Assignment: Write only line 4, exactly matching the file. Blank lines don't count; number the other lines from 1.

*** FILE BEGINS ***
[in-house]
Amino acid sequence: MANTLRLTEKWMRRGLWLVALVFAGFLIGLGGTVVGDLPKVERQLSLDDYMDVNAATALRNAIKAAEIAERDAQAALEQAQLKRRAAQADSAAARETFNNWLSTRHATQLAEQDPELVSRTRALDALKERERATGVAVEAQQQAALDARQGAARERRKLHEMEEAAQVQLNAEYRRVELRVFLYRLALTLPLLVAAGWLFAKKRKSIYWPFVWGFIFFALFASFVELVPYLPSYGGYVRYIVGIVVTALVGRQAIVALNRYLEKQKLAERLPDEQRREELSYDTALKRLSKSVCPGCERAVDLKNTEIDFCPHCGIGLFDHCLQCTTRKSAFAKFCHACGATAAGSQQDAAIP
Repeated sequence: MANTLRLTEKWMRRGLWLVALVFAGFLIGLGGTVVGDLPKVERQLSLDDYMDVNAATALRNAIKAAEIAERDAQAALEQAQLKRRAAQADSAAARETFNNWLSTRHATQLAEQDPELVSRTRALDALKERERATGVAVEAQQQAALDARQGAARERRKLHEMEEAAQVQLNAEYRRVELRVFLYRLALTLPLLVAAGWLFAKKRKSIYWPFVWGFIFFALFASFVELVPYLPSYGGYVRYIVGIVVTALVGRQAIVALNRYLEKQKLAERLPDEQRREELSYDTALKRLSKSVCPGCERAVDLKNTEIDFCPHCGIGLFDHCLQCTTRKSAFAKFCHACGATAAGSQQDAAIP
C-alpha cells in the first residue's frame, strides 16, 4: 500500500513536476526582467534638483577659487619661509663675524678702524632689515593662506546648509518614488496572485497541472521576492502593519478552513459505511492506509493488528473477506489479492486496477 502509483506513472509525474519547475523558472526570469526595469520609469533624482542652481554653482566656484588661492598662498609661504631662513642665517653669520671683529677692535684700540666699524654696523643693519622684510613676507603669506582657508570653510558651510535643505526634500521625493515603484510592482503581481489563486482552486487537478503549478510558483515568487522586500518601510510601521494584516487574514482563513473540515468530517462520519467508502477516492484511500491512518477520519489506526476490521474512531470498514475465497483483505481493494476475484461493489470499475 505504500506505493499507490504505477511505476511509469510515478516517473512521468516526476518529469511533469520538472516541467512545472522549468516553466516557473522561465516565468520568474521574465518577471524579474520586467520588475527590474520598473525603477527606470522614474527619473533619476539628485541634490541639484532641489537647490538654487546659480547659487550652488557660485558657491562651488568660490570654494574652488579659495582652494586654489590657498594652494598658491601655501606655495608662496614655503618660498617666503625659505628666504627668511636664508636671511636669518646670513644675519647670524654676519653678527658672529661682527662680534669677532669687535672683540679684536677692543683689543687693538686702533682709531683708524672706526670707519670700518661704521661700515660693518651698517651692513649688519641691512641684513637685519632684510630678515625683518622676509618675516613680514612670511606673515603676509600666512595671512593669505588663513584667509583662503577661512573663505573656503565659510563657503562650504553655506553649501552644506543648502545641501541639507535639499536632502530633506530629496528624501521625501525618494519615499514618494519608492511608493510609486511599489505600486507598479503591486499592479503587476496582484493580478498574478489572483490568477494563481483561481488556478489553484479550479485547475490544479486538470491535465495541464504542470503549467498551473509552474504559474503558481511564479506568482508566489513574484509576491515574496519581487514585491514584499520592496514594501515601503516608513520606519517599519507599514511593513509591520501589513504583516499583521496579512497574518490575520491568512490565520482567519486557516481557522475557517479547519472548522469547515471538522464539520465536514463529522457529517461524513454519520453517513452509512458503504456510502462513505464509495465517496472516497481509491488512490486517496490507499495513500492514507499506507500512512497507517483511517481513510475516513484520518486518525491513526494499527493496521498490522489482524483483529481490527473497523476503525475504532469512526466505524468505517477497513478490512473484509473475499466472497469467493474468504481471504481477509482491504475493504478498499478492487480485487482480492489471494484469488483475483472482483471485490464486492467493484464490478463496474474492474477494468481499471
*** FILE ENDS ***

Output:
C-alpha cells in the first residue's frame, strides 16, 4: 500500500513536476526582467534638483577659487619661509663675524678702524632689515593662506546648509518614488496572485497541472521576492502593519478552513459505511492506509493488528473477506489479492486496477 502509483506513472509525474519547475523558472526570469526595469520609469533624482542652481554653482566656484588661492598662498609661504631662513642665517653669520671683529677692535684700540666699524654696523643693519622684510613676507603669506582657508570653510558651510535643505526634500521625493515603484510592482503581481489563486482552486487537478503549478510558483515568487522586500518601510510601521494584516487574514482563513473540515468530517462520519467508502477516492484511500491512518477520519489506526476490521474512531470498514475465497483483505481493494476475484461493489470499475 505504500506505493499507490504505477511505476511509469510515478516517473512521468516526476518529469511533469520538472516541467512545472522549468516553466516557473522561465516565468520568474521574465518577471524579474520586467520588475527590474520598473525603477527606470522614474527619473533619476539628485541634490541639484532641489537647490538654487546659480547659487550652488557660485558657491562651488568660490570654494574652488579659495582652494586654489590657498594652494598658491601655501606655495608662496614655503618660498617666503625659505628666504627668511636664508636671511636669518646670513644675519647670524654676519653678527658672529661682527662680534669677532669687535672683540679684536677692543683689543687693538686702533682709531683708524672706526670707519670700518661704521661700515660693518651698517651692513649688519641691512641684513637685519632684510630678515625683518622676509618675516613680514612670511606673515603676509600666512595671512593669505588663513584667509583662503577661512573663505573656503565659510563657503562650504553655506553649501552644506543648502545641501541639507535639499536632502530633506530629496528624501521625501525618494519615499514618494519608492511608493510609486511599489505600486507598479503591486499592479503587476496582484493580478498574478489572483490568477494563481483561481488556478489553484479550479485547475490544479486538470491535465495541464504542470503549467498551473509552474504559474503558481511564479506568482508566489513574484509576491515574496519581487514585491514584499520592496514594501515601503516608513520606519517599519507599514511593513509591520501589513504583516499583521496579512497574518490575520491568512490565520482567519486557516481557522475557517479547519472548522469547515471538522464539520465536514463529522457529517461524513454519520453517513452509512458503504456510502462513505464509495465517496472516497481509491488512490486517496490507499495513500492514507499506507500512512497507517483511517481513510475516513484520518486518525491513526494499527493496521498490522489482524483483529481490527473497523476503525475504532469512526466505524468505517477497513478490512473484509473475499466472497469467493474468504481471504481477509482491504475493504478498499478492487480485487482480492489471494484469488483475483472482483471485490464486492467493484464490478463496474474492474477494468481499471